13. National Security Decision Memorandum 121


  • The Secretary of State
  • The Secretary of Defense
  • The Secretary of the Treasury


  • NATO

The President has made the following decisions with regard to the issues considered at the NSC meeting of April 8, 1969.2


Items previously agreed should proceed. Items agreed in principle but subject to negotiation and items deferred should be examined on a case-by-case basis and we should proceed selectively. The examination should take into account our desire not to undercut our efforts to get our allies to increase their defense efforts as well as our desire not to reduce our combat capability. Those items which are approved should not be presented as a single package and we should avoid any step which would give a signal of any general reduction of U.S. forces.

The President directed that the Under Secretaries Committee undertake the above examination and submit its conclusions, including remaining differences, with full statements pro and con, to the President for his approval.

2. Offset

We should proceed with offset negotiations, for this year, taking fully into account their possible impact on the political situation in the Federal Republic of Germany. The subject of support costs should not be raised and we should not seek any substantial increase in the currently anticipated level of German military procurement and should not press the issue to the point of risking possible row with the FRG. At the same time, we should seek to improve the value to us of other measures to be included in the package. We should indicate to the Germans [Page 58] our willingness to explore a broadening of the discussion in future years to include discussions of monetary cooperation in general.

As this year’s negotiations proceed, the President will wish to re-examine the package being negotiated to determine if we should move the offset negotiations into a broader monetary context in the present round.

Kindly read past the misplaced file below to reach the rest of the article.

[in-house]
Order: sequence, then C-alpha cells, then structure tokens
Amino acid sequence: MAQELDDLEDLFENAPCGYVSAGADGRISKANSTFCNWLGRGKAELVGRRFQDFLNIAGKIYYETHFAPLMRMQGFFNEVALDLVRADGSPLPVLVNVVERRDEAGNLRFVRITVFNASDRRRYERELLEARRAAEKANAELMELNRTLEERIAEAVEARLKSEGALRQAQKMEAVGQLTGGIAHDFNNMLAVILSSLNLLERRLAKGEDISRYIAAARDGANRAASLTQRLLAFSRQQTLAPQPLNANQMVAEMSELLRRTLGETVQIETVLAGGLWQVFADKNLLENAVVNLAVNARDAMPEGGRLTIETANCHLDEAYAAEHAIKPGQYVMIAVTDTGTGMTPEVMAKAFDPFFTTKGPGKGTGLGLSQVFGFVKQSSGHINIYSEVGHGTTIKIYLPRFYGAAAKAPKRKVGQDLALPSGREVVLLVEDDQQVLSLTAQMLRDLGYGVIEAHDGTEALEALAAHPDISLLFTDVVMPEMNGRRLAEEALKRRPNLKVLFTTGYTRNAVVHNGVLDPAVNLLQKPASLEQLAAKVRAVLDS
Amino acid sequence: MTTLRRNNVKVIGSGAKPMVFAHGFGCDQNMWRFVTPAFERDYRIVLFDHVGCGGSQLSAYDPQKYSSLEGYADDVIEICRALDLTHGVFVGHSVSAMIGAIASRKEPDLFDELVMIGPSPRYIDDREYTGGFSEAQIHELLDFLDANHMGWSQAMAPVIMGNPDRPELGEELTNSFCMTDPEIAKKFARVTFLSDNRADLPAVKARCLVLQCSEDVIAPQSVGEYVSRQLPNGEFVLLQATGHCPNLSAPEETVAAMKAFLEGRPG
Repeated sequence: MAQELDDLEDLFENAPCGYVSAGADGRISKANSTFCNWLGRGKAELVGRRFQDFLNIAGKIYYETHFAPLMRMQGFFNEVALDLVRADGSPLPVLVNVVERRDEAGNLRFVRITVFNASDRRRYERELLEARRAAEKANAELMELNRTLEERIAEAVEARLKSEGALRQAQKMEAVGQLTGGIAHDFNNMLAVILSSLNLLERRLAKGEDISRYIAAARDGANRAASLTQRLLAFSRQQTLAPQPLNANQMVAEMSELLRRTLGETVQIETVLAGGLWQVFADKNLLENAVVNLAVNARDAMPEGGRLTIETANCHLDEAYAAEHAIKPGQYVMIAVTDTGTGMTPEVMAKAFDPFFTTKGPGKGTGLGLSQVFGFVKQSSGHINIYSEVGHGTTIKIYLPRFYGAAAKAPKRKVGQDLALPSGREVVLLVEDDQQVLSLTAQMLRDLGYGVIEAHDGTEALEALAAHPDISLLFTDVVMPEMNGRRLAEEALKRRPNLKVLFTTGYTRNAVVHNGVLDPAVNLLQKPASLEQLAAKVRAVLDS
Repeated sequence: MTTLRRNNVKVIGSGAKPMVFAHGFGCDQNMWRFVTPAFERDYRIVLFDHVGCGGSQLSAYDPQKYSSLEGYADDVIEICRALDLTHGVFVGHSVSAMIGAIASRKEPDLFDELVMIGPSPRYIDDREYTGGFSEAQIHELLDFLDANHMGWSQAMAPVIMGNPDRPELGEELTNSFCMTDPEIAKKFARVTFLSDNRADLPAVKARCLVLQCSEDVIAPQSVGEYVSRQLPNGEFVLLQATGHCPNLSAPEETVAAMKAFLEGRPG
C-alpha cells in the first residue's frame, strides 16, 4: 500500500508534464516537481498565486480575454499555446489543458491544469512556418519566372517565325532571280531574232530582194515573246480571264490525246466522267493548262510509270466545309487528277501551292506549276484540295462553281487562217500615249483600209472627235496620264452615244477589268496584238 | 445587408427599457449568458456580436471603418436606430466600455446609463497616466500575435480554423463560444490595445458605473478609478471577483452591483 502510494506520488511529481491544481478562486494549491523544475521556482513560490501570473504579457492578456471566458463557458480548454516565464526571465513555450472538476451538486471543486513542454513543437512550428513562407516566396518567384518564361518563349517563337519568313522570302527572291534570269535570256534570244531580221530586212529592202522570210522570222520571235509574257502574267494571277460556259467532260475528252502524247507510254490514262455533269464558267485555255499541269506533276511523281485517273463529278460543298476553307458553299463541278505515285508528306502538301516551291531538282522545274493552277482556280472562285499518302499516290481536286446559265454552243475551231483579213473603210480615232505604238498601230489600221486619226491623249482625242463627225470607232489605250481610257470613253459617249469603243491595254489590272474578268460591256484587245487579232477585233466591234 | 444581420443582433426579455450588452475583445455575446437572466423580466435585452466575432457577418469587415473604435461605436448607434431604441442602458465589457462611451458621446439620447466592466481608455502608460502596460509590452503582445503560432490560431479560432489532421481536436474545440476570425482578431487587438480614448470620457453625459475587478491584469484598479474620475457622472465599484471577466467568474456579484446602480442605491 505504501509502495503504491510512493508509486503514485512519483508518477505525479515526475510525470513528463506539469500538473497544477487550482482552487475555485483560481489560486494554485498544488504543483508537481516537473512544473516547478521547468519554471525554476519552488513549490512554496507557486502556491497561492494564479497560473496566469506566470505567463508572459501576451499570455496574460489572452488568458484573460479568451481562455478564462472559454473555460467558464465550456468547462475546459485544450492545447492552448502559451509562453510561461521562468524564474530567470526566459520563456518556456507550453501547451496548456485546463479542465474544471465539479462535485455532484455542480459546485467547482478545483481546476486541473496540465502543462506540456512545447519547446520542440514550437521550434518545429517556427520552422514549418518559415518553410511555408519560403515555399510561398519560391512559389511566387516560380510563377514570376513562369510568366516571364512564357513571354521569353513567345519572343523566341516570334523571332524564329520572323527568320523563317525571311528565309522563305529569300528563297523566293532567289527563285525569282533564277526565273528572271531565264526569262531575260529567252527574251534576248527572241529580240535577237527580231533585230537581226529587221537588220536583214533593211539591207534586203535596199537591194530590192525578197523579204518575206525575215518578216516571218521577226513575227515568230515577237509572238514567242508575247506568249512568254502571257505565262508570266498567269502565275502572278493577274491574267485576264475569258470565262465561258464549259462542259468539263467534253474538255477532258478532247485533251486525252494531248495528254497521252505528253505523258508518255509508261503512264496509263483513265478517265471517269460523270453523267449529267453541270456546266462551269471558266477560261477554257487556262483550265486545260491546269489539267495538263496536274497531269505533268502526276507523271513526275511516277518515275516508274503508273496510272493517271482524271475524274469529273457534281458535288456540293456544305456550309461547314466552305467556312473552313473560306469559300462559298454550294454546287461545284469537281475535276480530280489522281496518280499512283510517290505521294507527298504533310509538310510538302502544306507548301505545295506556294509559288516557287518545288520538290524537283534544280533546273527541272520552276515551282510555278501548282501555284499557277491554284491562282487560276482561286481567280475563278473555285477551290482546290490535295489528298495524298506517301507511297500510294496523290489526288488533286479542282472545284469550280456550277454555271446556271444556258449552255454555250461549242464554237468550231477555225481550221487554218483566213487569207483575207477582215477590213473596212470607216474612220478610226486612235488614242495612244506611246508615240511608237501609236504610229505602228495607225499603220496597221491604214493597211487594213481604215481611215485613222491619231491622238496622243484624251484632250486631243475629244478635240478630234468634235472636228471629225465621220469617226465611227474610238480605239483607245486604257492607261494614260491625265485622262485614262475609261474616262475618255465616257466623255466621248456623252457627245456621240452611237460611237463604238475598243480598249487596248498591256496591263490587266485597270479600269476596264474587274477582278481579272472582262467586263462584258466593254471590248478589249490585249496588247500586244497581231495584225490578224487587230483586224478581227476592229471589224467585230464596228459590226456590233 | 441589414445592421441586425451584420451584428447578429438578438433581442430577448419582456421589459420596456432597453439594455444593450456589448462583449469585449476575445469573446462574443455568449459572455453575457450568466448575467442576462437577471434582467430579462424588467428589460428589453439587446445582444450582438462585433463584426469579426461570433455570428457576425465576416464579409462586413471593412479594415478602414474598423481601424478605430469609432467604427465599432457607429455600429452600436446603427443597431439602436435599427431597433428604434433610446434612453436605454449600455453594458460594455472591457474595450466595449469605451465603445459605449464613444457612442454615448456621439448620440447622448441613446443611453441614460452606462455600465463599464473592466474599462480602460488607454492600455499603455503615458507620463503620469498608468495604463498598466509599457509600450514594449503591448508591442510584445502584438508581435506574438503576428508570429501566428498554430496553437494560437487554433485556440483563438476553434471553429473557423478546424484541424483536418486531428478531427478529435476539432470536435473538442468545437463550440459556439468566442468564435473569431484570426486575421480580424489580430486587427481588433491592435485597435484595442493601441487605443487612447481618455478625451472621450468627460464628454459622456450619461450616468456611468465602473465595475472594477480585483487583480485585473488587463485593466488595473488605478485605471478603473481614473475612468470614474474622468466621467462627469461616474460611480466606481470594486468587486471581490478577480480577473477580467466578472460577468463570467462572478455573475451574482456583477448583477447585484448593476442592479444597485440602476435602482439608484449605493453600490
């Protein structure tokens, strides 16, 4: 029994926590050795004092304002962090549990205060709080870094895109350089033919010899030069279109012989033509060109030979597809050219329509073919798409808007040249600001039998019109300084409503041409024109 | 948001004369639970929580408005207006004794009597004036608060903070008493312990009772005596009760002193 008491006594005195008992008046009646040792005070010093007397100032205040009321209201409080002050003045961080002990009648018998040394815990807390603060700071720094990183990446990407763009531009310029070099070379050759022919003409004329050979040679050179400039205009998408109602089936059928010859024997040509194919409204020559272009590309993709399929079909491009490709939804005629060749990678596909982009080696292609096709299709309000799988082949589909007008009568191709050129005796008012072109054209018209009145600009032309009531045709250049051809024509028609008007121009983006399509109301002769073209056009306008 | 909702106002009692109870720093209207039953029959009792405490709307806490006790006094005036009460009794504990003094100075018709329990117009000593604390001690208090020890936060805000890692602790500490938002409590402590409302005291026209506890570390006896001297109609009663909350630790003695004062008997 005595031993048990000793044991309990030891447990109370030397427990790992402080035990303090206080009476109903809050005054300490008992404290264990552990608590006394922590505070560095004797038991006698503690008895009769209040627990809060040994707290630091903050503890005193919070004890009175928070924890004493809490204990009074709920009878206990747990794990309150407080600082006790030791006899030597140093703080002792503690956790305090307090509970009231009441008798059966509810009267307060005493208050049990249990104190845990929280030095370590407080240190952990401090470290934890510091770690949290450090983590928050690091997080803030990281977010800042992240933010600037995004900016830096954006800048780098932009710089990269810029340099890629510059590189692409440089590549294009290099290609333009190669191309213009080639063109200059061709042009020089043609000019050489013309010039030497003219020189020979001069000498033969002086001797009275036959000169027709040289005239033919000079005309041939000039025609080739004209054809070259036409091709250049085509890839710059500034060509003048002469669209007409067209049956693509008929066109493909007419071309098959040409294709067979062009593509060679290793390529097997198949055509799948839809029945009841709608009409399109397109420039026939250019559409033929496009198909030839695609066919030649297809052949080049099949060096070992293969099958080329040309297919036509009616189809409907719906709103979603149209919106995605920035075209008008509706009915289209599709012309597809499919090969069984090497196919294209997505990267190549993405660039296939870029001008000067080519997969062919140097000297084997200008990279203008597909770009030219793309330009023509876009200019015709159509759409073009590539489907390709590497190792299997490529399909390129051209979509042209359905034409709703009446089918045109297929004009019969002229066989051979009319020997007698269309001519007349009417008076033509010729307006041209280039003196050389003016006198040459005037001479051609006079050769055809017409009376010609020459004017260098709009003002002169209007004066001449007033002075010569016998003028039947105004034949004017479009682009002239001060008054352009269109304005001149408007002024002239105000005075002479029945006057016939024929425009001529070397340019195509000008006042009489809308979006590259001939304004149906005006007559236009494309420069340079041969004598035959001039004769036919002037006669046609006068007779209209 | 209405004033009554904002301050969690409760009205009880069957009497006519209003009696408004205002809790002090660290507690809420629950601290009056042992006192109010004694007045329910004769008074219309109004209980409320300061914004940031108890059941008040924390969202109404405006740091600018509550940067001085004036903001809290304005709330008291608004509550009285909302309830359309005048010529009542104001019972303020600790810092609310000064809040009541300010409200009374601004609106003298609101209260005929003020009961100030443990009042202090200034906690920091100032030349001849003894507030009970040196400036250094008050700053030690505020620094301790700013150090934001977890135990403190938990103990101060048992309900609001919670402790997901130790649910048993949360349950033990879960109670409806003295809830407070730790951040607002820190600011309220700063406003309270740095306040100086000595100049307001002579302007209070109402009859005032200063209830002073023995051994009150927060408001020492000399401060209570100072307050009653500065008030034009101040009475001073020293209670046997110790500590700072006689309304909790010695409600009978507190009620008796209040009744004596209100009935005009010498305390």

The President has directed that the Under Secretaries Committee coordinate and monitor U.S. preparations for the offset negotiations.

The President has not made any determination about U.S. force levels in Europe over the long run. He intends to examine this question in the fall following the completion of the study directed by NSSM 33 and a study which will be requested of U.S. force levels and NATO doctrine. In the meantime, he has directed that we make no statements and take no decisions which freeze our position over the next several years.

Henry A. Kissinger
  1. Source: National Archives, Nixon Presidential Materials, NSC Files, Box 363, Subject Files, National Security Decision Memoranda (NSDM’s) Nos. 1 through 50. Secret. A copy was sent to the Chairman of the Joint Chiefs of Staff. Nixon approved an unnumbered version of the memorandum April 12. (Ibid., Box 256, Agency Files, NATO, Vol. IV)
  2. See footnote 2, Document 11.
  3. NSSM 3, “U.S. Military Posture and the Balance of Power,” January 21, is printed in Foreign Relations, 1969–1976, volume XXXIV, National Security Policy, 1969–1972, Document 2.